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Liverpool Comedy Festival at the Bluecoat by Vanessa Bartlett

How many of your favourite comedians are women? When was the last time that you turned on the television to watch a well known comedy show and found an all female cast?

It’s true that successful female comedians are few and far between in the UK. Indeed most women who work in the comedy industry tend to be behind the scenes; programming, producing and managing gigs while men take to the stage.

Like lots of women, I take issue with the fact that this gender imbalance exists because women are simply not funny. I know from personal experience of the women and girls around me, that females can do sarcasm, irony and even meanness with a level of verve and vitriol equal to most men. As a programmer of Live Art, I can vouch for the fact that some of the most whimsical and darkly humorous work that I have seen in the past year has been created by women.

This year during Liverpool Comedy Festival, the Bluecoat is tackling these issues head on, with a series of three events that celebrate women in comedy. On Friday 6 May we will host the welcome return of Live Artist Bryony Kimmings, fresh from a successful run at Soho Theatre. Bryony’s show Sex Idiot retraces her sexual footsteps in an attempt to locate the origin of a common STI that she contracted from a former partner. Funny and charming, this show is an unashamed foray into the highs and lows of women’s sexuality.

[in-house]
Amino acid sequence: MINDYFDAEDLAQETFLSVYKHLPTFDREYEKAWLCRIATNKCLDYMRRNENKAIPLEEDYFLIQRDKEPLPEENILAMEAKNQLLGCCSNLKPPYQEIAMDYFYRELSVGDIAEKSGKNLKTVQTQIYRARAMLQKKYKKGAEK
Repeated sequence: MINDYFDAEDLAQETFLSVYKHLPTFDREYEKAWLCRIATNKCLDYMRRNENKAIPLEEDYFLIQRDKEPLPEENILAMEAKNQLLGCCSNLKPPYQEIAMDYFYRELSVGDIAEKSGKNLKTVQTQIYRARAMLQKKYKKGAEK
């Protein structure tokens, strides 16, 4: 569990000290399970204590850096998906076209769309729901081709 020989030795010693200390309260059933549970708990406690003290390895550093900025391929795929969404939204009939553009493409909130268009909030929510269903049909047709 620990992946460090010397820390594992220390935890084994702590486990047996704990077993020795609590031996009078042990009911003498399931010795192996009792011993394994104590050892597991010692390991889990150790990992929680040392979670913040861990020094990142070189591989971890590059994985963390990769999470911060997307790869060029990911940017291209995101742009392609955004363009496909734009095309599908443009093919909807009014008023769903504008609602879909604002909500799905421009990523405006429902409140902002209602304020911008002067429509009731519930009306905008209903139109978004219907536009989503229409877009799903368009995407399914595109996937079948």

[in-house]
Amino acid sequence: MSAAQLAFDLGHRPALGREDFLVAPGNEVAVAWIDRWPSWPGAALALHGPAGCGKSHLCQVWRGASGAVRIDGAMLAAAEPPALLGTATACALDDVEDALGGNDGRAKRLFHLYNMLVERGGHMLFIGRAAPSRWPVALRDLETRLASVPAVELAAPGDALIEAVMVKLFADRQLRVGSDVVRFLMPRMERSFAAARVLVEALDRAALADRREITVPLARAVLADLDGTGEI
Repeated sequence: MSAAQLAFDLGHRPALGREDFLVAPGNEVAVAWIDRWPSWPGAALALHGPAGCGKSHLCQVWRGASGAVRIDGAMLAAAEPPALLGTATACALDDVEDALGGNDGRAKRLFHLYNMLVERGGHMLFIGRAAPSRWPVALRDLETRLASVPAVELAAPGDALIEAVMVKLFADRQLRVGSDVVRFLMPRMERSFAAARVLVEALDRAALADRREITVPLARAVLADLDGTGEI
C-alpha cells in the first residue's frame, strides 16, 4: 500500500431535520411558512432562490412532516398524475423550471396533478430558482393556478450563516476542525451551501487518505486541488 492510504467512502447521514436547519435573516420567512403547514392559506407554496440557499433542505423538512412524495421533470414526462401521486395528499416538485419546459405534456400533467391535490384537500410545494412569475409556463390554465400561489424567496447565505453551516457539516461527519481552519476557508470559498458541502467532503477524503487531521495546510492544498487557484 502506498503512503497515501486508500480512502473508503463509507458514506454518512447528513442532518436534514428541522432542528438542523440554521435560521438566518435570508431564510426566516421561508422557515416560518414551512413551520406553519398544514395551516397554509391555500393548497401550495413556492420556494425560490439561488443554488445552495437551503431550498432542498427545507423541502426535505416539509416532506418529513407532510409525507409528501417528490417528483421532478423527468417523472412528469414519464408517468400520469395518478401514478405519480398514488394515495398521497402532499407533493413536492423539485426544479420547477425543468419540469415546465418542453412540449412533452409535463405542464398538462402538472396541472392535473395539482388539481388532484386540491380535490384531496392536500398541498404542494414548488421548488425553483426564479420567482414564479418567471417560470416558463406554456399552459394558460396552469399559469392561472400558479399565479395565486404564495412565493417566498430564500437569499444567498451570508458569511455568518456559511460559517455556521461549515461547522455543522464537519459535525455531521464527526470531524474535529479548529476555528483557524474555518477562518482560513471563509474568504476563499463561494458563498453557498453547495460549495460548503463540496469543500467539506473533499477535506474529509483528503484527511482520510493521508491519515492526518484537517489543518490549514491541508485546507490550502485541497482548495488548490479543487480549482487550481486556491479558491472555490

On Saturday 7 May we will host a panel discussion in collaboration with The Comedy Trust that will look at some of the challenges women face in the comedy industry, both in front of and behind the curtain. Panellists include Shaista Azizs, up and coming British, Pakistani, Muslim stand up comedienne and former BBC and Al Jazeera journalist and Sam Avery, Director at The Comedy Trust. In the evening we welcome back Lynne Parker for the first 2011 Funny Women heat, showcasing the best in local female talent.

Of course if you believe as I do, that gender is just a social construct then you will look forward to the day when both men and women are represented equally on the comedy circuit and exclusively female events are rendered unnecessary. Until then, I’ll hope to see a healthy bunch of male and female punters in attendance this weekend for a lively debate around this important issue!

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About the Bluecoat

Liverpool’s centre for the contemporary arts, Bluecoat showcases talent across visual art, music, dance, live art and literature. As the most ...

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